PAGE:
exercise either federal question jurisdiction or diversity jurisdiction under 28 U.S.C. §§
1331 and 1332.
Pursuant to section 1331, federal district courts “have original jurisdiction of all
civil actions arising under the Constitution, laws, or treaties of the United States.” 28
U.S.C. § 1331. Plaintiff’s complaint does not assert a claim based on the United States
Constitution, a federal statute, or a federal treaty. In the United States, parental disputes
over the custody of children are governed by state law, not federal law. Irish v. Irish, 842
F.3d 736, 740 (1st Cir. 2016). Accordingly, Plaintiff’s complaint fails to state a claim
within the Court’s federal question jurisdiction.
Pursuant to section 1332, federal district courts also have original jurisdiction
“where the matter in controversy exceeds the sum or value of $75,000 … and is between
citizens of different States.” 28 U.S.C. § 1332(a)(1). In order for Plaintiff’s claim to come
within this Court’s diversity jurisdiction, Plaintiff and Defendant must have been citizens
of different states on the date the complaint was filed. Given that the parities’ dispute
evidently involves a housing issue in Portland, Maine, the current record lacks any
evidence that would support diversity jurisdiction. Even if Plaintiff and Defendant had
diverse citizenship at the time the complaint was filed, the “domestic relations exception”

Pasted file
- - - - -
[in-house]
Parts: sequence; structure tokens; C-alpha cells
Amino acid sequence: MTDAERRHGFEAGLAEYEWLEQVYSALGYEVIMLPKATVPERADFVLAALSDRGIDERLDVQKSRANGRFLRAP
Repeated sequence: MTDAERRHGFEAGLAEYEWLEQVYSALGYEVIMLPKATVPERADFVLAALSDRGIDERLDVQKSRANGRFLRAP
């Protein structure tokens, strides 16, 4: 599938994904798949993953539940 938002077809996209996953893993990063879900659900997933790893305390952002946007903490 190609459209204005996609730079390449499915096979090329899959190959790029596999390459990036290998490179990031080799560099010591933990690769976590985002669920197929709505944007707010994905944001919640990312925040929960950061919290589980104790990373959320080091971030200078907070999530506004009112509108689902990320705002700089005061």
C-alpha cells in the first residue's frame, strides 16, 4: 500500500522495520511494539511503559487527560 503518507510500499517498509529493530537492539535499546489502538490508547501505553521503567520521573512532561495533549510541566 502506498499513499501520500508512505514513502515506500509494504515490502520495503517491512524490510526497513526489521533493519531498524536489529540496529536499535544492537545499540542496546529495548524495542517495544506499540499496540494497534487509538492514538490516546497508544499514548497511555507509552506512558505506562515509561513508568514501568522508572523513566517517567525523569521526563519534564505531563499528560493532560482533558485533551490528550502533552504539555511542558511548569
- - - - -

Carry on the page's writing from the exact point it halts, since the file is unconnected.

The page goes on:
to the district court’s diversity jurisdiction “divests the federal courts of the power to issue
divorce, alimony and child custody decrees.” Nwankwo v. Nwankwo, 993 F.2d 1530 (1st
Cir. 1992) (unpublished) (quoting Ankenbrandt v. Richards, 504 U.S. 689, 703 (1992)).
See also Irish, 842 F.3d at 740 – 41. In this action, Plaintiff specifically asks the Court to
award her “responsibility” for or custody of her children. Plaintiff’s claim, therefore, is
not within the Court’s diversity jurisdiction.
Furthermore, to the extent that Plaintiff’s claim constitutes a challenge to a state
court judgment, Plaintiff’s complaint is precluded under the Rooker-Feldman doctrine.
“The Rooker-Feldman doctrine prevents the lower federal courts from exercising
jurisdiction over cases brought by ‘state-court losers’ challenging ‘state-court judgments
rendered before the district court proceedings commenced.’” Lance v. Dennis, 546 U.S.
459, 460 (2006) (quoting Exxon Mobil Corp. v. Saudi Basic Indus. Corp., 544 U.S. 280,
284 (2005)); Walczak v. Mass. State Retirement Bd., 141 F.3d 1150 (1st Cir. 1998)
(unpublished) (citing D.C. Court of Appeals v. Feldman, 460 U.S. 462, 476 (1983); Rooker
v. Fidelity Trust Co., 263 U.S. 413, 415-16 (1923)).
In sum, because Plaintiff has not alleged an actionable claim within the Court’s
subject matter jurisdiction, dismissal is appropriate pursuant to 28 U.S.C. § 1915(e)(2).2
Based on the foregoing analysis, after a review in accordance with 28 U.S.C. §
1915(e)(2), I recommend the Court dismiss Plaintiff’s complaint.
A party may file objections to those specified portions of a magistrate
judge's report or proposed findings or recommended decisions entered
pursuant to 28 U.S.C. § 636(b)(1)(B) for which de novo review by the district
court is sought, together with a supporting memorandum, within fourteen
(14) days of being served with a copy thereof.
Failure to file a timely objection shall constitute a waiver of the right
to de novo review by the district court and to appeal the district court's order.
/s/ John C. Nivison
U.S. Magistrate Judge
Dated this 11th day of October, 2017.
To the extent Plaintiff requests relief related to the “head of household” status in connection with the
Portland Housing Authority, Plaintiff has not identified any law, federal or state, that would entitle her to
pursue an action against Defendant on that issue.